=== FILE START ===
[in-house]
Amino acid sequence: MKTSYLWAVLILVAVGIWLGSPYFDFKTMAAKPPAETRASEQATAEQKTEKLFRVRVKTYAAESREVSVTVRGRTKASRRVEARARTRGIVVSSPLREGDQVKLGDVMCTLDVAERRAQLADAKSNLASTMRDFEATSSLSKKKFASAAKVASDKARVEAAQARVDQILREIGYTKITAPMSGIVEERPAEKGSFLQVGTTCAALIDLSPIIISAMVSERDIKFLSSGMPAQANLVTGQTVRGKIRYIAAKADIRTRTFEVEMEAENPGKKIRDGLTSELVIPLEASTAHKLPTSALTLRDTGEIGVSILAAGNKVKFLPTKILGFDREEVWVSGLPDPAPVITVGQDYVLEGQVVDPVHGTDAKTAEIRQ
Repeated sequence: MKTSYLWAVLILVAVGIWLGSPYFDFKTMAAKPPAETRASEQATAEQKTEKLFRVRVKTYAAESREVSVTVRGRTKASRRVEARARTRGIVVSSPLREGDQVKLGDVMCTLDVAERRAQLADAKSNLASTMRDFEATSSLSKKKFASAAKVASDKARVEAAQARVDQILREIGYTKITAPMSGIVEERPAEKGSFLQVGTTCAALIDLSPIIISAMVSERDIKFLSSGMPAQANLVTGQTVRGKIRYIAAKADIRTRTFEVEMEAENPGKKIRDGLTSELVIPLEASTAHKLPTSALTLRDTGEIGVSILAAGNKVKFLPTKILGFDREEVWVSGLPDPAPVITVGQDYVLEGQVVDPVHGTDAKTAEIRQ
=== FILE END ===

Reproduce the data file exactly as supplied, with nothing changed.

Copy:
[in-house]
Amino acid sequence: MKTSYLWAVLILVAVGIWLGSPYFDFKTMAAKPPAETRASEQATAEQKTEKLFRVRVKTYAAESREVSVTVRGRTKASRRVEARARTRGIVVSSPLREGDQVKLGDVMCTLDVAERRAQLADAKSNLASTMRDFEATSSLSKKKFASAAKVASDKARVEAAQARVDQILREIGYTKITAPMSGIVEERPAEKGSFLQVGTTCAALIDLSPIIISAMVSERDIKFLSSGMPAQANLVTGQTVRGKIRYIAAKADIRTRTFEVEMEAENPGKKIRDGLTSELVIPLEASTAHKLPTSALTLRDTGEIGVSILAAGNKVKFLPTKILGFDREEVWVSGLPDPAPVITVGQDYVLEGQVVDPVHGTDAKTAEIRQ
Repeated sequence: MKTSYLWAVLILVAVGIWLGSPYFDFKTMAAKPPAETRASEQATAEQKTEKLFRVRVKTYAAESREVSVTVRGRTKASRRVEARARTRGIVVSSPLREGDQVKLGDVMCTLDVAERRAQLADAKSNLASTMRDFEATSSLSKKKFASAAKVASDKARVEAAQARVDQILREIGYTKITAPMSGIVEERPAEKGSFLQVGTTCAALIDLSPIIISAMVSERDIKFLSSGMPAQANLVTGQTVRGKIRYIAAKADIRTRTFEVEMEAENPGKKIRDGLTSELVIPLEASTAHKLPTSALTLRDTGEIGVSILAAGNKVKFLPTKILGFDREEVWVSGLPDPAPVITVGQDYVLEGQVVDPVHGTDAKTAEIRQ